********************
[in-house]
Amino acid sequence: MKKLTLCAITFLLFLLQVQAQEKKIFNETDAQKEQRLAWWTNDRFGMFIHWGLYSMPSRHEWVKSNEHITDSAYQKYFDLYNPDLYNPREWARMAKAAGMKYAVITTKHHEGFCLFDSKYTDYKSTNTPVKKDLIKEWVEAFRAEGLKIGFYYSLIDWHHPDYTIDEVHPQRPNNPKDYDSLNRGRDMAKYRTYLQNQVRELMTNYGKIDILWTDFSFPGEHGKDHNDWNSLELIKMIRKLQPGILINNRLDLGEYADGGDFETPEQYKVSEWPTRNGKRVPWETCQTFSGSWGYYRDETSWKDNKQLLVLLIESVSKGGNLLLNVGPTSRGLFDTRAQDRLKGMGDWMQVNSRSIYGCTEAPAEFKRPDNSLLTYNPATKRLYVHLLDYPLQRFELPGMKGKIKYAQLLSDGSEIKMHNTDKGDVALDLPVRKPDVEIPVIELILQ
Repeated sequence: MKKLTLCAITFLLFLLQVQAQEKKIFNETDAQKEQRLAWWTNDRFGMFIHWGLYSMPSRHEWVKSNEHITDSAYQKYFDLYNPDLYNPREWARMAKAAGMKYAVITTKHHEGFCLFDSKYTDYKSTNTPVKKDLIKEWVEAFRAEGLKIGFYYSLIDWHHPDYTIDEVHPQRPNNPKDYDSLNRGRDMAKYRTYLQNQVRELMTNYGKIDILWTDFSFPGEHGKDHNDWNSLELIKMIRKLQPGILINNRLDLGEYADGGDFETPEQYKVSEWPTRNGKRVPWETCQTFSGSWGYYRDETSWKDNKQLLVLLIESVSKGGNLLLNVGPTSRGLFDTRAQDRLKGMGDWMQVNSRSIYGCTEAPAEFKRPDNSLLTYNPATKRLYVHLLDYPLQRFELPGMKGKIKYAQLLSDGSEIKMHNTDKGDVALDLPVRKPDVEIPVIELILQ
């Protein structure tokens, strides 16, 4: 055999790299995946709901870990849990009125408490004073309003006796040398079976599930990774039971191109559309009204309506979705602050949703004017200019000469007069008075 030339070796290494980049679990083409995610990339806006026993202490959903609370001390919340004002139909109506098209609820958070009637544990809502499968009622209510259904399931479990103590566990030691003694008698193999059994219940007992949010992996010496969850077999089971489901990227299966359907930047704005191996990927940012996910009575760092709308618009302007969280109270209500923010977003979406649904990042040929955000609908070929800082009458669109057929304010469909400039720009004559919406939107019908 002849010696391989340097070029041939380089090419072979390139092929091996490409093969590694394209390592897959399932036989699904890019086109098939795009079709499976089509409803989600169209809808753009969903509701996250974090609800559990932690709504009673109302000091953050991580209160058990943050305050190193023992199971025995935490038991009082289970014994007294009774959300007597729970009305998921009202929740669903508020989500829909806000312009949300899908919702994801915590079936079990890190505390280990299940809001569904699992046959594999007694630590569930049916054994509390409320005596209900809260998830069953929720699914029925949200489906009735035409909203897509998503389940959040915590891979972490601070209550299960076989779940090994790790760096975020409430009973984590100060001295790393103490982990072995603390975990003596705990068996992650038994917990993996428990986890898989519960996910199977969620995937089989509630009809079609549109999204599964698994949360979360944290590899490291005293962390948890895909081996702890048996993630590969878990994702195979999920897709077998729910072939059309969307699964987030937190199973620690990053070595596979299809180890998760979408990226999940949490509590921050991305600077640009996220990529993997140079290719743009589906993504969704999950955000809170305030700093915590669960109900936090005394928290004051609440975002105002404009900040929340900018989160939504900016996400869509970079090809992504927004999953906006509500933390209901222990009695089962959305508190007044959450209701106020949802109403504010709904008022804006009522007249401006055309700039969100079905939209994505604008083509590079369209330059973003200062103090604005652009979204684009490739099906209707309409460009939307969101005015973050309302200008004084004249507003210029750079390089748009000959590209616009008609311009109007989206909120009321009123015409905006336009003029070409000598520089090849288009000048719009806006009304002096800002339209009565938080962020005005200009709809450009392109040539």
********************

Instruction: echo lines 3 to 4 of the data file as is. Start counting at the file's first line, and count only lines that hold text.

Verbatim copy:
Repeated sequence: MKKLTLCAITFLLFLLQVQAQEKKIFNETDAQKEQRLAWWTNDRFGMFIHWGLYSMPSRHEWVKSNEHITDSAYQKYFDLYNPDLYNPREWARMAKAAGMKYAVITTKHHEGFCLFDSKYTDYKSTNTPVKKDLIKEWVEAFRAEGLKIGFYYSLIDWHHPDYTIDEVHPQRPNNPKDYDSLNRGRDMAKYRTYLQNQVRELMTNYGKIDILWTDFSFPGEHGKDHNDWNSLELIKMIRKLQPGILINNRLDLGEYADGGDFETPEQYKVSEWPTRNGKRVPWETCQTFSGSWGYYRDETSWKDNKQLLVLLIESVSKGGNLLLNVGPTSRGLFDTRAQDRLKGMGDWMQVNSRSIYGCTEAPAEFKRPDNSLLTYNPATKRLYVHLLDYPLQRFELPGMKGKIKYAQLLSDGSEIKMHNTDKGDVALDLPVRKPDVEIPVIELILQ
């Protein structure tokens, strides 16, 4: 055999790299995946709901870990849990009125408490004073309003006796040398079976599930990774039971191109559309009204309506979705602050949703004017200019000469007069008075 030339070796290494980049679990083409995610990339806006026993202490959903609370001390919340004002139909109506098209609820958070009637544990809502499968009622209510259904399931479990103590566990030691003694008698193999059994219940007992949010992996010496969850077999089971489901990227299966359907930047704005191996990927940012996910009575760092709308618009302007969280109270209500923010977003979406649904990042040929955000609908070929800082009458669109057929304010469909400039720009004559919406939107019908 002849010696391989340097070029041939380089090419072979390139092929091996490409093969590694394209390592897959399932036989699904890019086109098939795009079709499976089509409803989600169209809808753009969903509701996250974090609800559990932690709504009673109302000091953050991580209160058990943050305050190193023992199971025995935490038991009082289970014994007294009774959300007597729970009305998921009202929740669903508020989500829909806000312009949300899908919702994801915590079936079990890190505390280990299940809001569904699992046959594999007694630590569930049916054994509390409320005596209900809260998830069953929720699914029925949200489906009735035409909203897509998503389940959040915590891979972490601070209550299960076989779940090994790790760096975020409430009973984590100060001295790393103490982990072995603390975990003596705990068996992650038994917990993996428990986890898989519960996910199977969620995937089989509630009809079609549109999204599964698994949360979360944290590899490291005293962390948890895909081996702890048996993630590969878990994702195979999920897709077998729910072939059309969307699964987030937190199973620690990053070595596979299809180890998760979408990226999940949490509590921050991305600077640009996220990529993997140079290719743009589906993504969704999950955000809170305030700093915590669960109900936090005394928290004051609440975002105002404009900040929340900018989160939504900016996400869509970079090809992504927004999953906006509500933390209901222990009695089962959305508190007044959450209701106020949802109403504010709904008022804006009522007249401006055309700039969100079905939209994505604008083509590079369209330059973003200062103090604005652009979204684009490739099906209707309409460009939307969101005015973050309302200008004084004249507003210029750079390089748009000959590209616009008609311009109007989206909120009321009123015409905006336009003029070409000598520089090849288009000048719009806006009304002096800002339209009565938080962020005005200009709809450009392109040539």